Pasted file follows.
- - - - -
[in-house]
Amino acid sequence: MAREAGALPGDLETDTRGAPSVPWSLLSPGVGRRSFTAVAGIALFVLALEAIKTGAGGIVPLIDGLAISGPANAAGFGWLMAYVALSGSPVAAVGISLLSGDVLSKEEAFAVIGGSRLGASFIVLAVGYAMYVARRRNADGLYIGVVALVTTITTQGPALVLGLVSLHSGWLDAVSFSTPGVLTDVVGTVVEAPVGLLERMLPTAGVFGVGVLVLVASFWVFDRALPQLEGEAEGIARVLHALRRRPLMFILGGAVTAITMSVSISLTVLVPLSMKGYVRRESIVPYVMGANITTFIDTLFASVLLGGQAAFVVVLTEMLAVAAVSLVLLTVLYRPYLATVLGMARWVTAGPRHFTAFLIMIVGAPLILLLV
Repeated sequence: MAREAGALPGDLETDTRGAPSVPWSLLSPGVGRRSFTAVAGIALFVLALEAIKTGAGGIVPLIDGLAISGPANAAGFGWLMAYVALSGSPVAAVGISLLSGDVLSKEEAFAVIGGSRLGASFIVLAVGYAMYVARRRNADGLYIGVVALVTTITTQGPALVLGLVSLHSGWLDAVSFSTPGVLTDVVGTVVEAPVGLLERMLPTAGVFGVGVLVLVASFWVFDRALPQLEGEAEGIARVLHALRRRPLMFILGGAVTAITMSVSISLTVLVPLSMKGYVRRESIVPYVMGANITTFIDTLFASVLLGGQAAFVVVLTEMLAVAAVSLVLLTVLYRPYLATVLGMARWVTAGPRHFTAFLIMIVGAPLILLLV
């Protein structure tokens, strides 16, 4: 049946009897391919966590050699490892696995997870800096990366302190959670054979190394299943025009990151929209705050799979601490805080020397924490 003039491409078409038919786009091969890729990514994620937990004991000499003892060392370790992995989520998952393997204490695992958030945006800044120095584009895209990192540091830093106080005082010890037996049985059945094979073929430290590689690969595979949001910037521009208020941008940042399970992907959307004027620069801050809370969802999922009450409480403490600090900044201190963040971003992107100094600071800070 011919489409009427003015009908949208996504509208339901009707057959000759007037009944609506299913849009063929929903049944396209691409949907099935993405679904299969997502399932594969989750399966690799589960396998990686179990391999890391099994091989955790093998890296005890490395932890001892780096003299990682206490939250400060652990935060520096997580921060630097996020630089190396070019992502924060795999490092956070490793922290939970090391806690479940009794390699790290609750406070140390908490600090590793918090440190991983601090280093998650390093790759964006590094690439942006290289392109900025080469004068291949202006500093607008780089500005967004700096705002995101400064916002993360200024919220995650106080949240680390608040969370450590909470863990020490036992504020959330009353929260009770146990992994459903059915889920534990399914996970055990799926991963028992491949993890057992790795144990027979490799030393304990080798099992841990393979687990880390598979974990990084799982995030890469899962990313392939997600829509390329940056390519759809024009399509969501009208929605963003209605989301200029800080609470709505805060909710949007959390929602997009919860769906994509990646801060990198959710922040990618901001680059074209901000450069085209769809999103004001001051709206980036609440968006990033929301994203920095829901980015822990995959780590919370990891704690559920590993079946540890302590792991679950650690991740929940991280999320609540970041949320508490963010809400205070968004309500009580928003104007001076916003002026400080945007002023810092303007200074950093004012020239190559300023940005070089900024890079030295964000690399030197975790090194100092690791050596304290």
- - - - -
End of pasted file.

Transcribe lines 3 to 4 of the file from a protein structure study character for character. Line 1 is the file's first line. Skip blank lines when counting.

Repeated sequence: MAREAGALPGDLETDTRGAPSVPWSLLSPGVGRRSFTAVAGIALFVLALEAIKTGAGGIVPLIDGLAISGPANAAGFGWLMAYVALSGSPVAAVGISLLSGDVLSKEEAFAVIGGSRLGASFIVLAVGYAMYVARRRNADGLYIGVVALVTTITTQGPALVLGLVSLHSGWLDAVSFSTPGVLTDVVGTVVEAPVGLLERMLPTAGVFGVGVLVLVASFWVFDRALPQLEGEAEGIARVLHALRRRPLMFILGGAVTAITMSVSISLTVLVPLSMKGYVRRESIVPYVMGANITTFIDTLFASVLLGGQAAFVVVLTEMLAVAAVSLVLLTVLYRPYLATVLGMARWVTAGPRHFTAFLIMIVGAPLILLLV
């Protein structure tokens, strides 16, 4: 049946009897391919966590050699490892696995997870800096990366302190959670054979190394299943025009990151929209705050799979601490805080020397924490 003039491409078409038919786009091969890729990514994620937990004991000499003892060392370790992995989520998952393997204490695992958030945006800044120095584009895209990192540091830093106080005082010890037996049985059945094979073929430290590689690969595979949001910037521009208020941008940042399970992907959307004027620069801050809370969802999922009450409480403490600090900044201190963040971003992107100094600071800070 011919489409009427003015009908949208996504509208339901009707057959000759007037009944609506299913849009063929929903049944396209691409949907099935993405679904299969997502399932594969989750399966690799589960396998990686179990391999890391099994091989955790093998890296005890490395932890001892780096003299990682206490939250400060652990935060520096997580921060630097996020630089190396070019992502924060795999490092956070490793922290939970090391806690479940009794390699790290609750406070140390908490600090590793918090440190991983601090280093998650390093790759964006590094690439942006290289392109900025080469004068291949202006500093607008780089500005967004700096705002995101400064916002993360200024919220995650106080949240680390608040969370450590909470863990020490036992504020959330009353929260009770146990992994459903059915889920534990399914996970055990799926991963028992491949993890057992790795144990027979490799030393304990080798099992841990393979687990880390598979974990990084799982995030890469899962990313392939997600829509390329940056390519759809024009399509969501009208929605963003209605989301200029800080609470709505805060909710949007959390929602997009919860769906994509990646801060990198959710922040990618901001680059074209901000450069085209769809999103004001001051709206980036609440968006990033929301994203920095829901980015822990995959780590919370990891704690559920590993079946540890302590792991679950650690991740929940991280999320609540970041949320508490963010809400205070968004309500009580928003104007001076916003002026400080945007002023810092303007200074950093004012020239190559300023940005070089900024890079030295964000690399030197975790090194100092690791050596304290």